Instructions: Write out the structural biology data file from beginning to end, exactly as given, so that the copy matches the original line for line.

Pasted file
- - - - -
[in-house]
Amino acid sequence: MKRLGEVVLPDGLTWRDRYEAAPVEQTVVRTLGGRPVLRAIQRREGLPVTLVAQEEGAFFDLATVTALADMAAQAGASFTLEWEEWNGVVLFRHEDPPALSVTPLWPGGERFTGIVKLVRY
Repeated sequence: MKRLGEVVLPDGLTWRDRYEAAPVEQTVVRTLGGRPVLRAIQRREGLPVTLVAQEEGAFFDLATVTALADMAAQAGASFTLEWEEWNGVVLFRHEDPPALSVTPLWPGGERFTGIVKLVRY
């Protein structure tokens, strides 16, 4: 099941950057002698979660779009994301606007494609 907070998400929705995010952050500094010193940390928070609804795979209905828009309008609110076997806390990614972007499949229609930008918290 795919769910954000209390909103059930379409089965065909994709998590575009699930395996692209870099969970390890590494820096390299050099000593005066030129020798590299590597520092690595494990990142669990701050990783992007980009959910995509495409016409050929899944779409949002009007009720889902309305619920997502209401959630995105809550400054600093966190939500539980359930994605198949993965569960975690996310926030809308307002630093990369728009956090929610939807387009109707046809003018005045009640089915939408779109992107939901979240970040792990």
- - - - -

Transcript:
[in-house]
Amino acid sequence: MKRLGEVVLPDGLTWRDRYEAAPVEQTVVRTLGGRPVLRAIQRREGLPVTLVAQEEGAFFDLATVTALADMAAQAGASFTLEWEEWNGVVLFRHEDPPALSVTPLWPGGERFTGIVKLVRY
Repeated sequence: MKRLGEVVLPDGLTWRDRYEAAPVEQTVVRTLGGRPVLRAIQRREGLPVTLVAQEEGAFFDLATVTALADMAAQAGASFTLEWEEWNGVVLFRHEDPPALSVTPLWPGGERFTGIVKLVRY
């Protein structure tokens, strides 16, 4: 099941950057002698979660779009994301606007494609 907070998400929705995010952050500094010193940390928070609804795979209905828009309008609110076997806390990614972007499949229609930008918290 795919769910954000209390909103059930379409089965065909994709998590575009699930395996692209870099969970390890590494820096390299050099000593005066030129020798590299590597520092690595494990990142669990701050990783992007980009959910995509495409016409050929899944779409949002009007009720889902309305619920997502209401959630995105809550400054600093966190939500539980359930994605198949993965569960975690996310926030809308307002630093990369728009956090929610939807387009109707046809003018005045009640089915939408779109992107939901979240970040792990």